That’s the mantra of Dogs Trust who have been working to rehome dogs that would otherwise be put down.
Ciara McGowan, press and communications officer for the organisation, brought The Gazette on a tour of the facility where she explained the role that Dogs Trust is playing in contributing to the reduction in the number of dogs that are destroyed each year.
We visited the Dogs Trust state-of-the-art rehoming centre in Finglas to learn the extent of the work that goes into ensuring dogs at the facility are looked after and prepared for when they are adopted to their “forever homes”.
The facility is adapted to suit the needs of all dogs, from the friendly happy ones to ones who suffer with stress and anxiety who are overwhelmed in the kennel environment, to the purpose built puppy wing, which allows them to rescue an additional 500 puppies each year, along with their mothers. Three members of staff also live on the premises to ensure that someone is always there for any situation.
Educating future generations on the importance of responsible dog ownership is a major part of Dogs Trust’s mission and to date they have reached over 196,000 school children with their free curriculum based workshops.
“Education is a huge thing for us,” Ciara says.
“We want to reach out to the next generation of dog owners and kids love the workshops. It’s great when they bring what they’ve learned home and tell their family and friends and it’s those little things that plant the seed to make people more aware going forward.”
Another key aspect of the organisation is their subsidised neutering and microchipping campaign for the dogs of people on social welfare and they have spent almost €9m since 2005 neutering dogs all over Ireland.
“You can almost see a direct correlation between the drop in the number of the dogs in pounds — we like to relate some of it back to ourselves but there’s a lot of rescue groups doing the best they can as well — and the neutering campaigns.
“When the centre first opened in 2009, there was about 40,000 dogs going into the pounds each year but only 13,051 went in 2015 and only 1,824 of them were destroyed – a 37% decrease on 2014.”
Statistics released by the Department of the Environment revealed that 13, 051 dogs entered Irish Pounds during 2015; this represents a 10% reduction since 2014.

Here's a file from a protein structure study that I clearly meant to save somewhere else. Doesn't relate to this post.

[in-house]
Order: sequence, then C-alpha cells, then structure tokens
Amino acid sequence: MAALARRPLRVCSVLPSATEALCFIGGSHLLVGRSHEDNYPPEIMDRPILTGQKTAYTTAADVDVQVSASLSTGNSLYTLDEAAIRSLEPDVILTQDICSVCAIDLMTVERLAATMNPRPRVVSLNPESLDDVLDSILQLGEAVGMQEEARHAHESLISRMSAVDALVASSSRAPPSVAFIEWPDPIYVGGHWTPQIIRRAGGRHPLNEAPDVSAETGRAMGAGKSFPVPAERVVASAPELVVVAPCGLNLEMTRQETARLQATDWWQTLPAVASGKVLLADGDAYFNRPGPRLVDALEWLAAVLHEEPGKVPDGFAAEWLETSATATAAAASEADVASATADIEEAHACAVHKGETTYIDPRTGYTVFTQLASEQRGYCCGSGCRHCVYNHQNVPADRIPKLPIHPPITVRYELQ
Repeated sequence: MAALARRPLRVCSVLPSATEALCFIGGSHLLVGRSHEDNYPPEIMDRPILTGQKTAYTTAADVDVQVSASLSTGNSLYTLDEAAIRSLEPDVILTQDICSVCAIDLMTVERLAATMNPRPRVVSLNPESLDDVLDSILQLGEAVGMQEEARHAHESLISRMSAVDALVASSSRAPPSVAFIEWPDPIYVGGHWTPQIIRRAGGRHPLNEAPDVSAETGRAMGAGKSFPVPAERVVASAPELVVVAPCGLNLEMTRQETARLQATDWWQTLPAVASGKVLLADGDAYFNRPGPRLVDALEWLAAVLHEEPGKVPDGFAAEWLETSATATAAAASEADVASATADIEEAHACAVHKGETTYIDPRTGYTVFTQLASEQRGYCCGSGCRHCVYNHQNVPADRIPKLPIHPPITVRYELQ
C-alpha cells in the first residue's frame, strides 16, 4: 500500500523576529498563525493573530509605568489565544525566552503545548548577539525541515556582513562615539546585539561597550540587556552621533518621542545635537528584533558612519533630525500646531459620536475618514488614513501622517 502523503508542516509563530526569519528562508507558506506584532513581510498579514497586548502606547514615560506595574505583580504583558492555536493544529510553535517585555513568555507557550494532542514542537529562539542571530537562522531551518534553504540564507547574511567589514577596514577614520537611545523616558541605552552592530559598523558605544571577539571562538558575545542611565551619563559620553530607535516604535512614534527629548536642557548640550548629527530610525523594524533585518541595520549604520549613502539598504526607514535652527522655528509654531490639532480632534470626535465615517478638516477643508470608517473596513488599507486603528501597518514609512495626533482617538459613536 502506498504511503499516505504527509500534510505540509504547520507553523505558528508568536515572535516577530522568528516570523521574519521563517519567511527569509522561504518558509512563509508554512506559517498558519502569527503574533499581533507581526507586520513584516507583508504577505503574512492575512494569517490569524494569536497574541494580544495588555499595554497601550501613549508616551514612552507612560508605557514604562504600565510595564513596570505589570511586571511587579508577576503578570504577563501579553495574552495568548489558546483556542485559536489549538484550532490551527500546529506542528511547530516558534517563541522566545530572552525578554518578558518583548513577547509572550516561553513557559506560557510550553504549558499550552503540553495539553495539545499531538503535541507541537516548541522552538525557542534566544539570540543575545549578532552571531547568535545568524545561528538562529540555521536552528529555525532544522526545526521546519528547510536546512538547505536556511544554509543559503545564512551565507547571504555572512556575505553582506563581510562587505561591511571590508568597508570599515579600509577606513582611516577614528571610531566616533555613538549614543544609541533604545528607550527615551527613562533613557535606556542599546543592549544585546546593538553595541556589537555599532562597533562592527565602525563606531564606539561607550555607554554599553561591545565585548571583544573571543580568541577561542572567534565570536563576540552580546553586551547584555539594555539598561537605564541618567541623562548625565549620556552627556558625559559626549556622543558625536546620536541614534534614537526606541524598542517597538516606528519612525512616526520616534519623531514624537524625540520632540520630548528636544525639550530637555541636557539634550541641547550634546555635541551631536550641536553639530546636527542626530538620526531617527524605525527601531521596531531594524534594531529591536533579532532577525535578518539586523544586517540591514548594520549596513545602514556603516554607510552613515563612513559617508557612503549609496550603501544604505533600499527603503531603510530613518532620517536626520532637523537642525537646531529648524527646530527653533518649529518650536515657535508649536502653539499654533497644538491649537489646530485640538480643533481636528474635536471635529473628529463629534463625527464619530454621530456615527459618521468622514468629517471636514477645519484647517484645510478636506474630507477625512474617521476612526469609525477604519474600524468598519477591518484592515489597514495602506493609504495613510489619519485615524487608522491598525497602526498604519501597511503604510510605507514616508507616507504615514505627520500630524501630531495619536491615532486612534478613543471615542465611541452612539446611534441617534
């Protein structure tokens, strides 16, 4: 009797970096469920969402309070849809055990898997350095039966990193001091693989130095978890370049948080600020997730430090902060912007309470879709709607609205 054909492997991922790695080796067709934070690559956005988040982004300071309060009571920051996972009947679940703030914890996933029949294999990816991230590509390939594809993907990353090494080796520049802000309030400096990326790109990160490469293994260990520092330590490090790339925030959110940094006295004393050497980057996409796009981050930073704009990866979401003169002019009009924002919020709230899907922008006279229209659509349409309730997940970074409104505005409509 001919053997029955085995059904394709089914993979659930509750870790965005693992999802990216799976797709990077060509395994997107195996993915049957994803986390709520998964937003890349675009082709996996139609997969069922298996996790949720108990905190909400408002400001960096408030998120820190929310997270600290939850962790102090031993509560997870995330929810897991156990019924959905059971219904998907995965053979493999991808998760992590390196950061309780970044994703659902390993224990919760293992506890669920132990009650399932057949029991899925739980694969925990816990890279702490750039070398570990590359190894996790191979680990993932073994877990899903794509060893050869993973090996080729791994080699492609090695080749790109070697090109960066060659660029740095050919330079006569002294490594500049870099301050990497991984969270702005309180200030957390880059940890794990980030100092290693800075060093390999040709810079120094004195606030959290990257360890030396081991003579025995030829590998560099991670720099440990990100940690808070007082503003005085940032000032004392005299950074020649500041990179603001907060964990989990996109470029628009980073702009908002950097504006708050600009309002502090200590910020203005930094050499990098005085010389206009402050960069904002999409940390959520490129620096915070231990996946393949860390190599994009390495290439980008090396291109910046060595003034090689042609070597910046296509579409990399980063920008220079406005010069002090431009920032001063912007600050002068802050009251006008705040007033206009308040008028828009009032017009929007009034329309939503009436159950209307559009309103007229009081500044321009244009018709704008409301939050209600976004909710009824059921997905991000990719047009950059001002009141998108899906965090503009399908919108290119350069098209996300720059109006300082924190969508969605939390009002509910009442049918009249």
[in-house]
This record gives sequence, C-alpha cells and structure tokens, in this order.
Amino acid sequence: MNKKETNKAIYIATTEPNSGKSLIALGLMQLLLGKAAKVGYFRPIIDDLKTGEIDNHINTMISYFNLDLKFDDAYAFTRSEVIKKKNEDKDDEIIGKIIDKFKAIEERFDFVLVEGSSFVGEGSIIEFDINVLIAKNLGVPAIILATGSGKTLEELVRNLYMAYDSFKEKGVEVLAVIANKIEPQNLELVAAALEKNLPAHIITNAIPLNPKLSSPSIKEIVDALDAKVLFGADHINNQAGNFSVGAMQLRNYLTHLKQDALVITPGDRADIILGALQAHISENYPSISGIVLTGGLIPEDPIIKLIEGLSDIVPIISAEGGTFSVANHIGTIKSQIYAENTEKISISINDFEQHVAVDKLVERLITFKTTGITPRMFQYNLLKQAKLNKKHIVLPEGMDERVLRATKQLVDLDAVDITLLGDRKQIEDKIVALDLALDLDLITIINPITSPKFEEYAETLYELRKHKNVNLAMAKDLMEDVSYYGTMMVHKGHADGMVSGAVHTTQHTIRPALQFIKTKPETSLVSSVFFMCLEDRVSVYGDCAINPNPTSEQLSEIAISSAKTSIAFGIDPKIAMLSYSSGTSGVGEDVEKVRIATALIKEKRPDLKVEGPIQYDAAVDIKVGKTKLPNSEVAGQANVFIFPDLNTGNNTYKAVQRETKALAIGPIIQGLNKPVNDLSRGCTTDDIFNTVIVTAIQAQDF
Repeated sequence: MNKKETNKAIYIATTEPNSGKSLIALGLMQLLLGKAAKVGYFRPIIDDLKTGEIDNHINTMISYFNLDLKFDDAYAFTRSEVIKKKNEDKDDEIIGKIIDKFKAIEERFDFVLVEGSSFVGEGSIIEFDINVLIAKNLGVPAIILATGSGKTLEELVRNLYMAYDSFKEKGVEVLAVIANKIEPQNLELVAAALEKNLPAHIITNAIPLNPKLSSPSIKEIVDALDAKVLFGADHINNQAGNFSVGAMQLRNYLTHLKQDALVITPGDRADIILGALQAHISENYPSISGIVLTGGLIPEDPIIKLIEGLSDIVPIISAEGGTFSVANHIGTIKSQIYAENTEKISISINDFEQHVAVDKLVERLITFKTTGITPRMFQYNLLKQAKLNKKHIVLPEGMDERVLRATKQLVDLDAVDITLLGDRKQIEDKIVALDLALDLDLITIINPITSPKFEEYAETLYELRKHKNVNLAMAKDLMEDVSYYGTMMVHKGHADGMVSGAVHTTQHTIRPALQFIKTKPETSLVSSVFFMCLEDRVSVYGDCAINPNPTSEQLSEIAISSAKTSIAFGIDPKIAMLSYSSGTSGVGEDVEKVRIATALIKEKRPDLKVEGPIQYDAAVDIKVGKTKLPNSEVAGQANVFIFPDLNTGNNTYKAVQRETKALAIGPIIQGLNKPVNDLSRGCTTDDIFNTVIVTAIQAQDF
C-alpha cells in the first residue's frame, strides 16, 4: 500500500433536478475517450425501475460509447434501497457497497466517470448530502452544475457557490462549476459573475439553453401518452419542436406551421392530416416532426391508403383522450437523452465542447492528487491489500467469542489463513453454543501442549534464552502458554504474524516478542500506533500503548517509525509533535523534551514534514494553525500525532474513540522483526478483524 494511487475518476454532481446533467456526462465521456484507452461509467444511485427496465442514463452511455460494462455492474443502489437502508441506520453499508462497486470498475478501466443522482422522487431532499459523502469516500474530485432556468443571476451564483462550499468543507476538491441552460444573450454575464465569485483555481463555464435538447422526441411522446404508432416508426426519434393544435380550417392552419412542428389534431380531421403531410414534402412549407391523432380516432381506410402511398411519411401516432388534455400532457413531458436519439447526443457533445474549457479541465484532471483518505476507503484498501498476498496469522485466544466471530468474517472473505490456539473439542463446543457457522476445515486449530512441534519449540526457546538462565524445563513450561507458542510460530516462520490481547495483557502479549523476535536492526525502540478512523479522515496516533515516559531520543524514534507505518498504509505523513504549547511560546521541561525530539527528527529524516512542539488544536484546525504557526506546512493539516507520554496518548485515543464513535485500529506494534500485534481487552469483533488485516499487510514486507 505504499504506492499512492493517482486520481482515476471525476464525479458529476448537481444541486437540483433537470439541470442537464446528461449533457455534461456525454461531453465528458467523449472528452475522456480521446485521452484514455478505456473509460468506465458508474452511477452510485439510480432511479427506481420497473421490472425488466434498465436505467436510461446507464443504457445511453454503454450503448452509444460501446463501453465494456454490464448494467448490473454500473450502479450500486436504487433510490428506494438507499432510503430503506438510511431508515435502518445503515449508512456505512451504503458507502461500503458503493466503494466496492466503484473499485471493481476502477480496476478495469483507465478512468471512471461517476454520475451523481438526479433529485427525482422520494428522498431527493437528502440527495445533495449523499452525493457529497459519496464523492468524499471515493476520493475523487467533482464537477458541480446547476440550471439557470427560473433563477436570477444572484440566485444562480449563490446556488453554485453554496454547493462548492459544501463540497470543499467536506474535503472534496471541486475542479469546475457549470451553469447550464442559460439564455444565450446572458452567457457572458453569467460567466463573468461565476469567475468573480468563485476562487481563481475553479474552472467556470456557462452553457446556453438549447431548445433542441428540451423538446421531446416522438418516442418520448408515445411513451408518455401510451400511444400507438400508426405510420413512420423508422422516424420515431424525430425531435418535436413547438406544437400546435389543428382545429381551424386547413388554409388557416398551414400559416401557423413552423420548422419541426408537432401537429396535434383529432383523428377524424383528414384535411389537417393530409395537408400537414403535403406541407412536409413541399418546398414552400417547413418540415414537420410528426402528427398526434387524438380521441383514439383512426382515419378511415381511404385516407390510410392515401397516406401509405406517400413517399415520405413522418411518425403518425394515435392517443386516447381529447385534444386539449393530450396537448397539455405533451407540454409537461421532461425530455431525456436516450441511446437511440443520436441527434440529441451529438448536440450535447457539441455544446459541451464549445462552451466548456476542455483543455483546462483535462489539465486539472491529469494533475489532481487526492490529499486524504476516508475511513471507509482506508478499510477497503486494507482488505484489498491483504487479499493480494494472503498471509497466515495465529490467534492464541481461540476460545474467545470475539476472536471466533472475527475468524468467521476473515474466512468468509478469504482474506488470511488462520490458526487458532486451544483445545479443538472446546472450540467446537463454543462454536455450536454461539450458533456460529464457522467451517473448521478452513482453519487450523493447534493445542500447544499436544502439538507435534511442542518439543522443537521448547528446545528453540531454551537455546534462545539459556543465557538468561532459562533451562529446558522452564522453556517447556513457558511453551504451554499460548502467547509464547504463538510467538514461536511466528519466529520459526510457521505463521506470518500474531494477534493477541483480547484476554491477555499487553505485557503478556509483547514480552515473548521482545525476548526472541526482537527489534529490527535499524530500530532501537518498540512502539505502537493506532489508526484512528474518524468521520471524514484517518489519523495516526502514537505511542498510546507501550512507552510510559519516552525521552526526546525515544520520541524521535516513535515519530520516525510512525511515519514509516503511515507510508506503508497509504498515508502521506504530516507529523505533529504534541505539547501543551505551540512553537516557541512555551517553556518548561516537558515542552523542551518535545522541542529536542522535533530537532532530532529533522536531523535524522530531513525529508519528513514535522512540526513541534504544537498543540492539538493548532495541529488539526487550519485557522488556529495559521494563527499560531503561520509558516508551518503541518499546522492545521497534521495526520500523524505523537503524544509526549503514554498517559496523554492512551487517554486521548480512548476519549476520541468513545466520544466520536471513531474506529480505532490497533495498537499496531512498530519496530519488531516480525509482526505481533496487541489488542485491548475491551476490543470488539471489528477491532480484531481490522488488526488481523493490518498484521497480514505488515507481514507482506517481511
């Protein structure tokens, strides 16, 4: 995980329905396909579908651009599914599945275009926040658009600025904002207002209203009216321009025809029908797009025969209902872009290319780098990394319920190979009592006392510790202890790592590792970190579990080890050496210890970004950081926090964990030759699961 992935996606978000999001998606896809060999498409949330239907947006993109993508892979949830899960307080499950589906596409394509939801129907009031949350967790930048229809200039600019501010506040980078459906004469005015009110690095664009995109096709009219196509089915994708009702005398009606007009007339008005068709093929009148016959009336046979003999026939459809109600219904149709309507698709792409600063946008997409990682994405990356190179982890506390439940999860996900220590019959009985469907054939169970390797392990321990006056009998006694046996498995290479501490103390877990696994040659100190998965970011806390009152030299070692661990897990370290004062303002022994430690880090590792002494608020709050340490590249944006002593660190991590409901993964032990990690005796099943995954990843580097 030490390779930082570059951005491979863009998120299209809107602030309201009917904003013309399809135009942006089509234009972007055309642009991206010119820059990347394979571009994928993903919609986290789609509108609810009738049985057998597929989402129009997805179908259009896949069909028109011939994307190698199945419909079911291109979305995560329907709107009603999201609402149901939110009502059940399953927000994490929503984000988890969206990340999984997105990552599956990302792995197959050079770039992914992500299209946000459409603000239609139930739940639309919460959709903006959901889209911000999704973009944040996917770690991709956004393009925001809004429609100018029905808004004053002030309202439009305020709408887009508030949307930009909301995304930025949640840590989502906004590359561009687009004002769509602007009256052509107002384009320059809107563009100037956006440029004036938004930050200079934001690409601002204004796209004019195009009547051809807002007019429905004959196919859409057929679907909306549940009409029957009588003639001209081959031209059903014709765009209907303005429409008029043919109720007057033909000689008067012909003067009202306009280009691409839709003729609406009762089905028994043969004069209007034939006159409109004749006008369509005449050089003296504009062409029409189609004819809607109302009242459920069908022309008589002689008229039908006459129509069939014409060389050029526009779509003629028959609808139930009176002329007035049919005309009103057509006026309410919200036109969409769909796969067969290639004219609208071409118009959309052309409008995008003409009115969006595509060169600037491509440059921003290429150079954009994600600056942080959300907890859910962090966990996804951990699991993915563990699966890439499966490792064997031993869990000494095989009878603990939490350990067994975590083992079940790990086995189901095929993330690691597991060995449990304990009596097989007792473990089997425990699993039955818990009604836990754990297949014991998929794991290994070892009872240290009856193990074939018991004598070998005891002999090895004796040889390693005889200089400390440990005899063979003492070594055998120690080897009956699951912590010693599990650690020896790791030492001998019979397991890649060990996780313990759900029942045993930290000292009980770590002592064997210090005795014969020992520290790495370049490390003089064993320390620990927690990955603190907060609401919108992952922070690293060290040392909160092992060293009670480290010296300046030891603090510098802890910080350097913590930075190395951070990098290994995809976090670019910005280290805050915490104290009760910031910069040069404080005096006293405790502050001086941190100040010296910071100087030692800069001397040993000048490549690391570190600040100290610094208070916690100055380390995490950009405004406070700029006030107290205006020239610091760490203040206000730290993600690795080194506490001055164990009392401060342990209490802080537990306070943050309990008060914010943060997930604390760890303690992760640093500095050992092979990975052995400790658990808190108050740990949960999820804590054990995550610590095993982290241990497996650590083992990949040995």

However, this still means that five dogs a day were put to sleep in pounds last year and 37 entered a pound every day.
When a stray dog is brought to the pound, they have five days to be claimed by their owner before being put down.
Dogs Trust actively work to ensure that as few dogs get put down as possible by bringing as many unclaimed dogs as they can back to the facility where they can be rehomed.
The majority (80%) of the dogs who end up in Dogs Trust come from local authority pounds all over the country. Another 10% are emergency surrenders and the last 10% are born there.
Staff from the facility visit the pounds and take as many dogs as they can back to the centre.
Ciara says that if, for whatever reason, someone brings their dog to the pound, they can be put to sleep straight away because the pound would not have any obligation to hold onto the dog because no one will be coming looking for them. This happened 3,437 times in Ireland last year.
“It’s awful because it’s not the dog’s fault and we get frustrated at times.
“There are factors that cause people to surrender their dogs to the pound – people’s lives change and that’s inevitable but we ask people before they get a dog, to make a conscious decision whether or not they will be able to be responsible dog owners.”
Ciara says that when people are considering getting a dog, they should take into account what kind of breed will suit their lifestyle.
“If you’re not a really active person, then dogs like collies, springers, pointers, who are all high energy breeds who need a lot of exercise, wouldn’t be for you,” she said.
All potential owners wishing to adopt, first have to fill out a rehoming questionnaire to help decide what kind of dog will suit their lifestyle.
Dogs Trust then work to match a potential owner’s profile with a dog’s profile.
The canine carers then go through the questionnaire and try to establish if there are any issues that need to be addressed before taking a walk down the main rehoming corridor.
Ciara explained: “Generally if a family comes in with young kids, we recommend they take a puppy because we know their history, with the older dogs, we don’t know their histories and what their life experience has been to date.”
Each dog is rehomed on a case-by-case basis. Once a person expresses their interest in a dog, they are reserved and Dogs Trust carry out a home visit.
“It’s to make sure that of you have a garden, it’s secure, if you’re in an apartment that you might live near a park. If they have another dog, we’ll organise for them to do a dog meet just make sure they get on,” Ciara added.
“The same goes for cats, chickens and rabbits just to make sure that everybody is going to live in harmony.”
An adoption fee of €130 is charged and that covers the cost of neutering, vaccinating and micro-chipping the dog. As well as a collar, a lead, a bag of food, six week’s free pet insurance and a lifetime of behavioural support.
Dogs Trust receives no government funding.
The organisation runs on publicly raised funds and donations.